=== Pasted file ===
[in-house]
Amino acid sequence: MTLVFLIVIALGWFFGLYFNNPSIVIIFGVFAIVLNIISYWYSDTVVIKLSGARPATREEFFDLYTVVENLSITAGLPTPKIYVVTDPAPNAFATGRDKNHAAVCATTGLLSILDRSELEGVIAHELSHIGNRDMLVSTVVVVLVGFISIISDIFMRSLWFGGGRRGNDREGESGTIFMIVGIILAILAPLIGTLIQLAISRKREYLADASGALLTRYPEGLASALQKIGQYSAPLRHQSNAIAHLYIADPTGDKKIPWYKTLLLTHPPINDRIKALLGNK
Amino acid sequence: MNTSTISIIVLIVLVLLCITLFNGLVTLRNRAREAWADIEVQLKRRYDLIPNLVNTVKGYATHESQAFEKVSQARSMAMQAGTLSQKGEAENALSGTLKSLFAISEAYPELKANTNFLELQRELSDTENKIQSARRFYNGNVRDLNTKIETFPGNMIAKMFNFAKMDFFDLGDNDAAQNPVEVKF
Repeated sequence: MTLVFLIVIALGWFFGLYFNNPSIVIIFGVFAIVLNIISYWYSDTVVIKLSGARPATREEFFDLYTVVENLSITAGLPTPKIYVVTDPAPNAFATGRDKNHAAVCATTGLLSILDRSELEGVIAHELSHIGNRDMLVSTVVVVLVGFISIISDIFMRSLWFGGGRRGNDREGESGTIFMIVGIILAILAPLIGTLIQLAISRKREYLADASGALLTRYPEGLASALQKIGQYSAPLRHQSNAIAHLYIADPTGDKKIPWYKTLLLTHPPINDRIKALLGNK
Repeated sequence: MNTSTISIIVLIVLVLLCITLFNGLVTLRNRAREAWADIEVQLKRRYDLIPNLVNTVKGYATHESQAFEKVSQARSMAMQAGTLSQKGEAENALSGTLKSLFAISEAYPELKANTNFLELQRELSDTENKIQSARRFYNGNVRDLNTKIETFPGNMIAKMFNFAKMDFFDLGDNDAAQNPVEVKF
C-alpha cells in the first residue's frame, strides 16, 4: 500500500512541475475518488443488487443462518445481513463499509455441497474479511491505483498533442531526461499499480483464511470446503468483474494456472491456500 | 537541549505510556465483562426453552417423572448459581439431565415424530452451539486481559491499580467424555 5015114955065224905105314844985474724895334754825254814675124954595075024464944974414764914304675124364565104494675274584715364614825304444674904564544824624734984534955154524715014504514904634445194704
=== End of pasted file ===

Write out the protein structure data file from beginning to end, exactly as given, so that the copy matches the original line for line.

[in-house]
Amino acid sequence: MTLVFLIVIALGWFFGLYFNNPSIVIIFGVFAIVLNIISYWYSDTVVIKLSGARPATREEFFDLYTVVENLSITAGLPTPKIYVVTDPAPNAFATGRDKNHAAVCATTGLLSILDRSELEGVIAHELSHIGNRDMLVSTVVVVLVGFISIISDIFMRSLWFGGGRRGNDREGESGTIFMIVGIILAILAPLIGTLIQLAISRKREYLADASGALLTRYPEGLASALQKIGQYSAPLRHQSNAIAHLYIADPTGDKKIPWYKTLLLTHPPINDRIKALLGNK
Amino acid sequence: MNTSTISIIVLIVLVLLCITLFNGLVTLRNRAREAWADIEVQLKRRYDLIPNLVNTVKGYATHESQAFEKVSQARSMAMQAGTLSQKGEAENALSGTLKSLFAISEAYPELKANTNFLELQRELSDTENKIQSARRFYNGNVRDLNTKIETFPGNMIAKMFNFAKMDFFDLGDNDAAQNPVEVKF
Repeated sequence: MTLVFLIVIALGWFFGLYFNNPSIVIIFGVFAIVLNIISYWYSDTVVIKLSGARPATREEFFDLYTVVENLSITAGLPTPKIYVVTDPAPNAFATGRDKNHAAVCATTGLLSILDRSELEGVIAHELSHIGNRDMLVSTVVVVLVGFISIISDIFMRSLWFGGGRRGNDREGESGTIFMIVGIILAILAPLIGTLIQLAISRKREYLADASGALLTRYPEGLASALQKIGQYSAPLRHQSNAIAHLYIADPTGDKKIPWYKTLLLTHPPINDRIKALLGNK
Repeated sequence: MNTSTISIIVLIVLVLLCITLFNGLVTLRNRAREAWADIEVQLKRRYDLIPNLVNTVKGYATHESQAFEKVSQARSMAMQAGTLSQKGEAENALSGTLKSLFAISEAYPELKANTNFLELQRELSDTENKIQSARRFYNGNVRDLNTKIETFPGNMIAKMFNFAKMDFFDLGDNDAAQNPVEVKF
C-alpha cells in the first residue's frame, strides 16, 4: 500500500512541475475518488443488487443462518445481513463499509455441497474479511491505483498533442531526461499499480483464511470446503468483474494456472491456500 | 537541549505510556465483562426453552417423572448459581439431565415424530452451539486481559491499580467424555 5015114955065224905105314844985474724895334754825254814675124954595075024464944974414764914304675124364565104494675274584715364614825304444674904564544824624734984534955154524715014504514904634445194704